Some spoilers for The Time of the Doctor follow, so if you haven’t seen it yet, maybe come back later. But…
…oh, I’m so sad to see him go.
Matt Smith is my Doctor. He’s not my first Doctor – he was my eighth, in real time, and the eleventh that I’d ever seen on screen. But he’s definitely the one that means the most to me. I’ve written about why before.
And now, my Doctor is gone…
I enjoyed The Time of the Doctor, as premiered on the BBC tonight, a good deal. I liked the plotting loops that turned around the nudity and holographic clothes, and all of the jokes that were squeezed out of that. I was delighted when Smith pulled off his wig to reveal… that the Doctor had been wearing a wig. I thought the iPlayer gag was a corker.
And most of all, I liked that this episode gave Matt Smith plenty of opportunity to do what he does best, and acknowledged the elements of Who that are particular to him, to his era, to the eleventh incarnation. The things that defined My Doctor.
But these things are also the things that I like best about Doctor Who at all.
Remember Blink, or The Girl in the Fireplace, Silence in the Library or The Doctor Dances? In each of these, Steven Moffat stepped up to the challenge of making children hide behind the sofa by taking something that was scary like a nightmare is scary. Something rooted in childhood fears – movement in the corner of your eye, a noise under the bed, danger in the shadows. These were, before the Matt Smith era at least, my favourite episodes. They took hold in the reserves of half-remembered, melancholy that carried me adrift into darkness on the nights when a six year old me just couldn’t sleep.
Smith was the Raggedy Man Doctor, the saviour of children, celebrated in crayon drawings. In this episode it was even suggested that, perhaps, Amelia Pond was the most important person in this eleventh life, the first face that Eleven saw, and the one who set the agenda for this Bogeyman buster. This Doctor was a hero to children – and, throw what you want at me, but this show has never worked better then when playing to the child I’ve got inside.
Talking of which, this Eleventh incarnation was the ideal of the old man-young man Doctor. In his young, floppy-fringed form was the soul of an old man… with the spirits of a young man. Tonight’s story had the Doctor’s body slow down and wither while his zest still zinged brightly inside, a crystal-perfect representation of this notion (and then it also worked as an amusing riff on the whole debate about young and old Doctors and what the audience expect from the show’s lead these days, and there wasn’t a better episode, what with the impending arrival of Peter Capaldi, to play about with this).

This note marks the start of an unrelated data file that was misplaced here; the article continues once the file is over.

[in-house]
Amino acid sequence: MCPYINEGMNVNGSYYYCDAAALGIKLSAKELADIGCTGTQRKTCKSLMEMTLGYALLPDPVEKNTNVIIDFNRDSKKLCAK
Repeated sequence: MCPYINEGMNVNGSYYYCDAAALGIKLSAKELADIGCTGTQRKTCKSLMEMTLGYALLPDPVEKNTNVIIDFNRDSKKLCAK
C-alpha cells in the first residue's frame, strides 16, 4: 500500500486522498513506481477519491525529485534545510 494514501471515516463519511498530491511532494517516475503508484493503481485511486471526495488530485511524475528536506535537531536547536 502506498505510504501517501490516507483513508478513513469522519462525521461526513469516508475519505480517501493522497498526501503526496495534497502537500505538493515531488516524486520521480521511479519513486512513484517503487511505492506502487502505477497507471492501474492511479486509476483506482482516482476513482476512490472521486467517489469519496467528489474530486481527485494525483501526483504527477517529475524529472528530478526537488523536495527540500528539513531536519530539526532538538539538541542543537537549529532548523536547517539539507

But I was relieved and even moved that in the closing minutes, the Doctor’s body was young again, and Smith got to see out his time on the show in Eleven’s “pure form.” Nothing in the episode touched me as much as when the bait-and-switch edit to a “young Doctor” and not a “new Doctor” gave us more time, and him a chance to say goodbye. And while he did have some business with Clara, he had more important business, I think, with Amy Pond, if only inside his own mind…
Smith’s Doctor was a Christmas Cracker with poetry inside, though he could always be trusted to say something funny about that poetry, as if it was all just a joke. He would be deathly, sad-eyed serious and then spin on his heels, pop his hands in the air and come back with a surprise. So often a silly, brilliant surprise. Smith was a master at blending this mixture of the sweet and the sad, the funny and the bruised.
Before all was said and done tonight, the bow tie just had to come off. Not even for a second was that going to carry over. Seeing him remove the tie was powerful too, because it was a real sign-off, a preparation for his own passing.
I don’t know what Steven Moffat and company will give to Peter Capaldi or what he’ll do with it once he’s got it, but he won’t be Matt Smith, and he won’t do what Smith did. I hope Moffat finds a whole new seam to mine and reinvents the show and finds new reasons for us to love it. I hope there’s a whole new Doctor Who as well as a new Doctor, not just an echo of what we’ve just been through. This show’s “fairytale” phase has been a resounding success, but I don’t know how they’d be able to move it on and develop it.
And I’m really sorry we’ll be getting a whole lot less Matt Smith on our TVs now. Thankfully, we’ll still be seeing him in other, interesting projects. And I’ll still be writing about them here.
So, I tried to write a tribute. I don’t know how well I did. But I do know that the image at the top of this page does it brilliantly. Here’s a bigger version, and another to go with it. They say it all, really.
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